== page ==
Groove Tubes Model 2a mic - WHAT DO YOU KNOW? HELP!
just acquired a groove tubes model 2a that i bought off a guy from craigslist. from what i have read it is a nice vintage mic. however the guy didnt know too much about it as he was not the original owner and not much of a mic pro.
my dilemma is that i cannot find any information ANYWHERE on this microphone. now that the groove tubes company has been bought out, their email tech support is garbage because apparently they "lack records" on older groove tubes gear.
IS THERE ANYONE OUT THERE? do any of you know any info on the GT Model 2a?
i would love any information at all. if someone had a frequency response chart, i just might shed tears of joy.
P.S. if anyone knows what this piece of joy is worth that would be cool. as well as maybe the years they were manufactured?
From a 1997 (the year the mic was released) review in Sound On Sound magazine:
"Groove Tubes are a company best known to guitar players for their matched sets of valves, but they also produce valve amplifiers, outboard processors and microphones. Their MD1, 2 and 3 mics have enjoyed success for a number of years, but now they've been given new amplifier circuitry to further reduce noise, increase headroom and lower total harmonic distortion. Though the same capsules are used as in the original models, a new suspension system has been added to reduce handling noise -- some performers are actually taking these mics out on the road.
Because these are valve mics, you can't run them from regular phantom power sources, so Groove Tubes produce the mains-powered PS2A power supply, which can power any two mics (and some other Groove Tubes products) simultaneously. The mic connects to the power supply via a locking 9-way D connector, and while I have to agree with those people who find these a trifle ugly, they do have the advantage of being inexpensive and easy to obtain, so if you do need to repair or replace a cable the bits aren't hard to come by.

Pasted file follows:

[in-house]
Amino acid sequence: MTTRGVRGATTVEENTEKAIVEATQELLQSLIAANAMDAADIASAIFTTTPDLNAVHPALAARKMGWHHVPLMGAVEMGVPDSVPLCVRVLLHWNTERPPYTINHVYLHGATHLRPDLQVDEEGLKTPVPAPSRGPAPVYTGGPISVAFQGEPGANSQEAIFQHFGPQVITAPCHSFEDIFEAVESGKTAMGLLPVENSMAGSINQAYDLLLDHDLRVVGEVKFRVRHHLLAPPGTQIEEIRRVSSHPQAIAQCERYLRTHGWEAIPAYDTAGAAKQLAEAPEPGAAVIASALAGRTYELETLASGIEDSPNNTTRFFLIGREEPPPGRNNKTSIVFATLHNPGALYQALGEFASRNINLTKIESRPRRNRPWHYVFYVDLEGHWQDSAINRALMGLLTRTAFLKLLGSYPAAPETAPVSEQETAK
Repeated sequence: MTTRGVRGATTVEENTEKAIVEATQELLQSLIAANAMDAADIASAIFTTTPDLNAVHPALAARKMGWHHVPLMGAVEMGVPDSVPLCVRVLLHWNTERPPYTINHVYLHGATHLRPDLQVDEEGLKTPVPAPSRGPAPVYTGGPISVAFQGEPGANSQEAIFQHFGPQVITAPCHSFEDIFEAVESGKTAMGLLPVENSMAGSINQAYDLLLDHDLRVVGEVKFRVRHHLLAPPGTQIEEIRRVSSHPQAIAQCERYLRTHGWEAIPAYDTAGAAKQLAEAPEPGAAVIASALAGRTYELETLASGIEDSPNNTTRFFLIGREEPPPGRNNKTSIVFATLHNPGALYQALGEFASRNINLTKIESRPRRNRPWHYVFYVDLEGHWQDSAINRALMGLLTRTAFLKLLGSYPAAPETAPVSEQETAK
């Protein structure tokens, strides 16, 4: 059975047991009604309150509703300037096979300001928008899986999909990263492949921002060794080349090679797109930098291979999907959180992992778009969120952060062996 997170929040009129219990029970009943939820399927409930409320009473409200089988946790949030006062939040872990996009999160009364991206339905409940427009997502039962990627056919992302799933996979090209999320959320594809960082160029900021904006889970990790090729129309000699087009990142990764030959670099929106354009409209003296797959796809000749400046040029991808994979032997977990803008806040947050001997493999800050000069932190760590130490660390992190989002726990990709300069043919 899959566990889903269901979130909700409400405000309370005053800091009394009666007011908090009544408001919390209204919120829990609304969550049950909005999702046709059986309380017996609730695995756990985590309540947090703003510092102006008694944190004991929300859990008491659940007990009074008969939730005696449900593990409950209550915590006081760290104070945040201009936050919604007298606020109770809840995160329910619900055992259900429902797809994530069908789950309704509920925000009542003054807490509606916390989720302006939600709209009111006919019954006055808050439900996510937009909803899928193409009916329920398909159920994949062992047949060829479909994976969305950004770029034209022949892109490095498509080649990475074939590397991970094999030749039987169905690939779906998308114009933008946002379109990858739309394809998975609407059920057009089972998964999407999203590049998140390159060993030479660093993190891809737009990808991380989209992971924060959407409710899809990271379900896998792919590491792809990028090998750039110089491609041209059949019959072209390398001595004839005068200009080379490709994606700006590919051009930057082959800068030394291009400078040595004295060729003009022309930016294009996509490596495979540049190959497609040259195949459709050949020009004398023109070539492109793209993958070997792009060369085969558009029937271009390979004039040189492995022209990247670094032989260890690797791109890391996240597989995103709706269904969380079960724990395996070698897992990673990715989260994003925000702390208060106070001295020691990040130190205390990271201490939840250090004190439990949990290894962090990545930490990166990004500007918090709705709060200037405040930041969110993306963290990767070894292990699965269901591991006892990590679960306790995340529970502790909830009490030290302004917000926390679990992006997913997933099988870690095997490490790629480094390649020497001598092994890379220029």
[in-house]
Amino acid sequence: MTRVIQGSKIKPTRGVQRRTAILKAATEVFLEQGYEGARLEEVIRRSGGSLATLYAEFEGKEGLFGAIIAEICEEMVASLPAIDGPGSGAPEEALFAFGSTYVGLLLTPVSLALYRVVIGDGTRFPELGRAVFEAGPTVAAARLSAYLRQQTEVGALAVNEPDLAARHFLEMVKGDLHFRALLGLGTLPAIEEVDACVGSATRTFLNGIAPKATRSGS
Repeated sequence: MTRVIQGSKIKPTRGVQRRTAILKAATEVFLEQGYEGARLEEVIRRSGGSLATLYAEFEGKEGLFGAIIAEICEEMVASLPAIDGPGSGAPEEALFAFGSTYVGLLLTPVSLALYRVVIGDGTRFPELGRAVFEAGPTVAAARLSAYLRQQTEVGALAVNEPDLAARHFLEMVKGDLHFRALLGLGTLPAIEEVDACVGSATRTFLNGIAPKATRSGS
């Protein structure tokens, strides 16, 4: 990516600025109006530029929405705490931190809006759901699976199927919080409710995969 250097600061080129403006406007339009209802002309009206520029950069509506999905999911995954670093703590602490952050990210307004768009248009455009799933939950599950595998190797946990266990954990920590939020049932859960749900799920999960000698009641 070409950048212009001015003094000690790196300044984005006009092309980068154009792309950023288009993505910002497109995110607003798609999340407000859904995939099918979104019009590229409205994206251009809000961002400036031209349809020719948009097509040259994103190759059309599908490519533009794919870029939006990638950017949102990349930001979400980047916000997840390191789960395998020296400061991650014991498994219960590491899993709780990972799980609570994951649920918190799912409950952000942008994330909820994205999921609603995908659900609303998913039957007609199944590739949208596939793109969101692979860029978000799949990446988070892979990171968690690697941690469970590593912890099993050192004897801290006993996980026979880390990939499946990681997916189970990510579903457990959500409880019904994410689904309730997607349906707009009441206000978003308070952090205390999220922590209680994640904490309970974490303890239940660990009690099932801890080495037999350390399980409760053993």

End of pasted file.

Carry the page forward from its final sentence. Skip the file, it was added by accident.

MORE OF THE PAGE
The MD2a cardioid is, outwardly at any rate, mechanically similar to the MD1a, except that it has a black crackle paint finish and there's a variable sensitivity control peeking out of the end of the case. Unlike a pad, this control affects the capsule sensitivity; talking of which, the gold-sputtered diaphragm used in this capsule is just 3 microns thick -- less than a third of the thickness of that fitted to the MD1a. The result is a much extended top-end response: this model claims 40Hz-25kHz ±2dB. The response curve is also a lot smoother than that of the MD1a, with fewer local bumps and dips. The equivalent input noise is 26dB SPL and the sensitivity is 26.4mV/Pa. The transformer output stage spec is the same as for the MD1a.
What we have here, then, is a mic that's a hint noisier than the MD1a, and a little less sensitive, but with a hugely extended upper frequency response. In practical terms, this translates to a mic that's very good at handling transient sounds, making it suitable for percussion, drum overheads, brass, sax and acoustic guitar, as well as vocals. Subjectively, I found it a little less warm than the the MD1a when used on vocals, and the mid-range seemed to project more. Whether this is a good thing depends on the singer -- some people will find this mic gives them the extra cut and projection they need, while others may find it slightly nasal-sounding. Used for up-close vocals, this can be a very flattering mic which will really stand out in a mix."
I have one of these, along with some MD6td mics and a MP1 preamp. I haven't used them in years (for no good reason). GT sent me this spec sheet once and I must've scan it for someone because now it's on my hard drive. Hope it helps.